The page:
Music's girls go wild with provocative video clips
More than 70 million people have watched two of the world’s biggest popstars murder a restaurant full of people and slip into a sexy,synchronized dance routine amongst the dead bodies.
More than 70 million people have watched two of the world’s biggest pop stars murder a restaurant full of people and slip into a sexy, synchronized dance routine amongst the dead bodies.
While Lady Gaga and Beyonce’s nine-minute treatment for the song Telephone bears the rectangular red “explicit” tag on iTunes — where it sits comfortably as the No. 2 most purchased video — it is hardly the most shocking video to come out in the past few months.
But what is perhaps more shocking than any of the actual clips in question is that they were all made by women.
In Christina Aguilera’s video for Not Myself Tonight, which is No. 3 on the iTunes video chart, she plays a cussing dominatrix, who covers her scantily clad body in what appears to be liquid leather and makes both the boys and girls go gaga, basically by going Gaga.
Other recent controversial videos by women include Erykah Badu’s public assassination striptease in Window Seat and M.I.A.’s epically violent Born Free, in which the government rounds up redheads and executes them.
Marketing strategist Rachel Weingarten worked with Aguilera at the dawn of her career, and says she is disappointed by how derivative of Madonna and Lady Gaga the singer’s latest is. Weingarten also says these women are being controversial only to make money in a dying music industry.
“What they’re trying to do is attract the audience that’s actually still buying electronics and still buying any of these things, and that’s the young guy demographic, sitting in front of the computer and drooling over the video and actually spending the two dollars,” she says.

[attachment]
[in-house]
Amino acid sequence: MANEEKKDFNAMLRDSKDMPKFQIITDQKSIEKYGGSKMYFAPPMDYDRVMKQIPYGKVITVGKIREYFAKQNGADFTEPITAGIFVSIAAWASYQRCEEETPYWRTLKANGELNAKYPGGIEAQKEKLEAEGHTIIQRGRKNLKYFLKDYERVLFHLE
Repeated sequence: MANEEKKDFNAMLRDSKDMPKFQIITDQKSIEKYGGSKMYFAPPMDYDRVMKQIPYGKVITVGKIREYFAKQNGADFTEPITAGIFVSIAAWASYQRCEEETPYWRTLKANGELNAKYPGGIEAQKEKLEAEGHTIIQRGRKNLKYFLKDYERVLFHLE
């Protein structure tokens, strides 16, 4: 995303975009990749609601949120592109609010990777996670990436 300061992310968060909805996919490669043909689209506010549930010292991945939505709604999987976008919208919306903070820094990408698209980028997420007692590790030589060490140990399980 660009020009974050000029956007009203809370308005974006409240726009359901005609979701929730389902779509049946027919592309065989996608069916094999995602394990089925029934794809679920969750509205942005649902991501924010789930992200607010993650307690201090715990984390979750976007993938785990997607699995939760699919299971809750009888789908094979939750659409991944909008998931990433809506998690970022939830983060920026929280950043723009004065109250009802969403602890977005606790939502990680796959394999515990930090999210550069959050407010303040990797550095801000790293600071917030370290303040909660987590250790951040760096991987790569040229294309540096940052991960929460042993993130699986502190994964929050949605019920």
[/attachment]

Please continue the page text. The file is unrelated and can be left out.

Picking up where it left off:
Weingarten might be onto something: All of these videos were directed by men. However, most of the women have spoken about their extensive involvement in the projects.
Badu, who was charged with disorderly conduct late last month after stripping in the spot where JFK was shot — she pleaded not guilty — says she thinks she was misunderstood.
“It’s about freeing oneself of the layers and layers of things that we have learned as Americans in this country,” she told MTV News.
Steve Waksman, professor of music and American studies at Smith College, seems heartened by the trend: “I think it’s really interesting that you have a group of women who are all making very provocative statements,” he says. “The Internet is allowing video to circulate, and is opening up some different avenues for both male and female artists, but I think it’s interesting women are taking more advantage of it.”